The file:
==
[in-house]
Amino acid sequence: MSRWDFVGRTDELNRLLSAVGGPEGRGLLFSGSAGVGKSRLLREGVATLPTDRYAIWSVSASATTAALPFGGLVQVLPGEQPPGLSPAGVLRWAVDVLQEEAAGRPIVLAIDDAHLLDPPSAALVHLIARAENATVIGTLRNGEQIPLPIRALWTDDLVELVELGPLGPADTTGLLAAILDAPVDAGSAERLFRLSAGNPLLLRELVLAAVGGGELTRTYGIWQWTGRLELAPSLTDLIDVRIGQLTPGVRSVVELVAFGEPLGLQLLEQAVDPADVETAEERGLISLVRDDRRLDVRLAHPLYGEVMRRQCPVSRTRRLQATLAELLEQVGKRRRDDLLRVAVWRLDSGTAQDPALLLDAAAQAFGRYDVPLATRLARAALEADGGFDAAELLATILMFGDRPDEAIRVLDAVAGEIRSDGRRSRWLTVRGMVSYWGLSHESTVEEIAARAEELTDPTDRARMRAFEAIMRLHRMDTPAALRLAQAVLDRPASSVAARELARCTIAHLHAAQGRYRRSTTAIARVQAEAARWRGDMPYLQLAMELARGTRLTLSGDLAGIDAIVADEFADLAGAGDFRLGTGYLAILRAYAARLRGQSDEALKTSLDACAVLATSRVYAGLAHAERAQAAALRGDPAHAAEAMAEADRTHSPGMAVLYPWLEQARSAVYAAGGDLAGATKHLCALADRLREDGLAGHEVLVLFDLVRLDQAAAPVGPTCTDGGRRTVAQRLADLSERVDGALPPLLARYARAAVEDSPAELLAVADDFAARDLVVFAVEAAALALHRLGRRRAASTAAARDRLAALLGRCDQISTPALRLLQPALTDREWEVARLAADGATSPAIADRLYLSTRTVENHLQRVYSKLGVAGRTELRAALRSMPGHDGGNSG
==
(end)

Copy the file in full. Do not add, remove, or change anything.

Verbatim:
[in-house]
Amino acid sequence: MSRWDFVGRTDELNRLLSAVGGPEGRGLLFSGSAGVGKSRLLREGVATLPTDRYAIWSVSASATTAALPFGGLVQVLPGEQPPGLSPAGVLRWAVDVLQEEAAGRPIVLAIDDAHLLDPPSAALVHLIARAENATVIGTLRNGEQIPLPIRALWTDDLVELVELGPLGPADTTGLLAAILDAPVDAGSAERLFRLSAGNPLLLRELVLAAVGGGELTRTYGIWQWTGRLELAPSLTDLIDVRIGQLTPGVRSVVELVAFGEPLGLQLLEQAVDPADVETAEERGLISLVRDDRRLDVRLAHPLYGEVMRRQCPVSRTRRLQATLAELLEQVGKRRRDDLLRVAVWRLDSGTAQDPALLLDAAAQAFGRYDVPLATRLARAALEADGGFDAAELLATILMFGDRPDEAIRVLDAVAGEIRSDGRRSRWLTVRGMVSYWGLSHESTVEEIAARAEELTDPTDRARMRAFEAIMRLHRMDTPAALRLAQAVLDRPASSVAARELARCTIAHLHAAQGRYRRSTTAIARVQAEAARWRGDMPYLQLAMELARGTRLTLSGDLAGIDAIVADEFADLAGAGDFRLGTGYLAILRAYAARLRGQSDEALKTSLDACAVLATSRVYAGLAHAERAQAAALRGDPAHAAEAMAEADRTHSPGMAVLYPWLEQARSAVYAAGGDLAGATKHLCALADRLREDGLAGHEVLVLFDLVRLDQAAAPVGPTCTDGGRRTVAQRLADLSERVDGALPPLLARYARAAVEDSPAELLAVADDFAARDLVVFAVEAAALALHRLGRRRAASTAAARDRLAALLGRCDQISTPALRLLQPALTDREWEVARLAADGATSPAIADRLYLSTRTVENHLQRVYSKLGVAGRTELRAALRSMPGHDGGNSG